Saturday, 6 September 2014

What is bitcoin: money or property?

Every institution in our society/economy operates in terms of its specific laws, regulations and generally accepted concepts.
For example: Judges: They interpret the law. That´s it. Nothing more. When the US IRS code states 23 times that money is a property then – for US judges interpreting US IRS laws – bitcoin is money. Finish and klaar. Ponto final. Very simple. They interpret the law. However, judges are not required to define economic concepts. They just interpret the law.
Another institute: Tax authorities: for them money is something that is, inter alia, legal tender. For them bitcoin is not money. For them bitcoin is a property.
Economists: An item has to have all three attributes of money to be money. Bitcoin is not and will never be a relatively stable in real value unit of measure for accounting purposes. Bitcoin thus is not and never will be money for economists and the accounting and auditing profession.
Consumers: Anything (cigarettes in a prison) that is widely accepted as a medium of exchange which overcomes the double coincidence of wants problem, is money. For consumers bitcoin is money.
In the end the market (consumers/users) will win the battle.
Example of what was not suppose to happen, but users simply ignored the rules: Money was/is suppose to be perfectly stable in real value as from the beginning of money. Dishonest kings (monetary authorities) debased money and it never was or is perfectly stable in real value on a sustainable basis. With fiat money, inflation and deflation do the destabilizing bit.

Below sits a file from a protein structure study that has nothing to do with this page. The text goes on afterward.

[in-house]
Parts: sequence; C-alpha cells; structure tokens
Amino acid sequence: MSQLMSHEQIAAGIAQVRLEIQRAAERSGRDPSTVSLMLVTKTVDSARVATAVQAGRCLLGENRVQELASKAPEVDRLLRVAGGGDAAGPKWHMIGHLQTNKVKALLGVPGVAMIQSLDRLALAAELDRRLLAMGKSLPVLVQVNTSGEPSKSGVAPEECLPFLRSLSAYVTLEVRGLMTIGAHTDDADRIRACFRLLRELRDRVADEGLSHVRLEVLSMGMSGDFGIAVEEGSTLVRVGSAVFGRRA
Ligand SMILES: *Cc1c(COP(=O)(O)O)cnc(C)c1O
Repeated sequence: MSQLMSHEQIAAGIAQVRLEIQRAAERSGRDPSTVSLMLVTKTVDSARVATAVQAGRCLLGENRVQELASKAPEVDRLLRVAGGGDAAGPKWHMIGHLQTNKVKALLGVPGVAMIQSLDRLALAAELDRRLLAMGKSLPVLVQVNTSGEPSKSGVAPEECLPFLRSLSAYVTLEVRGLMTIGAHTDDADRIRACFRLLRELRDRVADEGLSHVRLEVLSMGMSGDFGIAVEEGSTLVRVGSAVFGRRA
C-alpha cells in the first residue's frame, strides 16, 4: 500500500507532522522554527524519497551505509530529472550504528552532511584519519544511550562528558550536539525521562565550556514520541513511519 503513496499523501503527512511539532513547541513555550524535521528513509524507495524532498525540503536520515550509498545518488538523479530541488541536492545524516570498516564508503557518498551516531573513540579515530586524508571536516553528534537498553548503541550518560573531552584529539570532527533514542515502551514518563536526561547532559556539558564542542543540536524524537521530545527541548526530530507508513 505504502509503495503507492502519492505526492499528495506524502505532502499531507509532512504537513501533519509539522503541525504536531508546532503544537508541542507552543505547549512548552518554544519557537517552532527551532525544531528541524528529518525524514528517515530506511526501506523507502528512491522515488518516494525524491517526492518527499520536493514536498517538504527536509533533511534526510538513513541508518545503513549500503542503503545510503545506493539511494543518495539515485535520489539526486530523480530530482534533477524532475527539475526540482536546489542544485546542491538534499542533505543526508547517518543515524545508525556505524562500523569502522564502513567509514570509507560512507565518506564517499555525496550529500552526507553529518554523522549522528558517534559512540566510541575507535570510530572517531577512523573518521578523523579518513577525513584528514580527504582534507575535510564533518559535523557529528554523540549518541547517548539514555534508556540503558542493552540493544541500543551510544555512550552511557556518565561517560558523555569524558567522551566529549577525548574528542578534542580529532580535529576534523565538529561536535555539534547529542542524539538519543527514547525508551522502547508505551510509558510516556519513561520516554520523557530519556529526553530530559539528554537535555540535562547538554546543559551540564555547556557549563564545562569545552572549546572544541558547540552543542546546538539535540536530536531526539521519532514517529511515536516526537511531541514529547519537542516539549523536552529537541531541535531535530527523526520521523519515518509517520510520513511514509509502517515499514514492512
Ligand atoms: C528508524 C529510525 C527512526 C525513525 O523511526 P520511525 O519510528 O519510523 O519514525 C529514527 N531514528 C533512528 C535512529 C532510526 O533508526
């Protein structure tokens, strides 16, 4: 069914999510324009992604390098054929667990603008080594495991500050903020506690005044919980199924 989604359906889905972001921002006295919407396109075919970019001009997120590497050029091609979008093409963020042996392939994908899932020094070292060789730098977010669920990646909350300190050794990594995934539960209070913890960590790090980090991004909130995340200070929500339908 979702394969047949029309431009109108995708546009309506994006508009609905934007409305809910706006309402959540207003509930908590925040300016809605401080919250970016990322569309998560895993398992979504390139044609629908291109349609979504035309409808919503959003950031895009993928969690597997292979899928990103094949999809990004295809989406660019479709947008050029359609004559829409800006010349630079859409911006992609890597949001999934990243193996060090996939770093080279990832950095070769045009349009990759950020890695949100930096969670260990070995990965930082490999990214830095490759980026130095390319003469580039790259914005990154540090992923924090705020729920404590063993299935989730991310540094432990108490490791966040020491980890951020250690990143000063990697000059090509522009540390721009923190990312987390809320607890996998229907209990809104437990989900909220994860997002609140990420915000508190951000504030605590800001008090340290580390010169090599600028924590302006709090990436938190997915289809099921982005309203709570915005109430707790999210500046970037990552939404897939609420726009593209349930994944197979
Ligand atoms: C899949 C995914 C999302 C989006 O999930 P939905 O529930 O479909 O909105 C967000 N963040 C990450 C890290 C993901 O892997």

What did users do? They (economists, accountants, auditors, business people, people in general) simply ASSUMED money is PERFECTLY STABLE as from the beginning of money  - till today. Today the traditional, globally implemented, generally accepted accounting model used by all companies is the Historical Cost Accounting model under which the STABLE MEASURING UNIT ASSUMPTION is implemented for the valuation of many (not all) items in the economy; e.g. capital, salaries, wages, rent, trade debtors, trade creditors, etc. These items are ASSUMED to be perfectly stable in real value. For their valuation, money is ASSUMED to be PERFECTLY STABLE, although everyone knows money is NEVER perfectly stable on a sustainable basis.
So, the above is a perfect example of what will most probably happen with bitcoin: users will simply ASSUME it is money although it is impossible for bitcoin to ever be money because it is not relatively stable in real value and will never even be  ASSUMED to be perfectly stable in real value like real money is for accounting purposes.
You can´t beat the market/users.

Nicolaas Smith Copyright (c) 2005-2014 Nicolaas J Smith. All rights reserved. No reproduction without permission.

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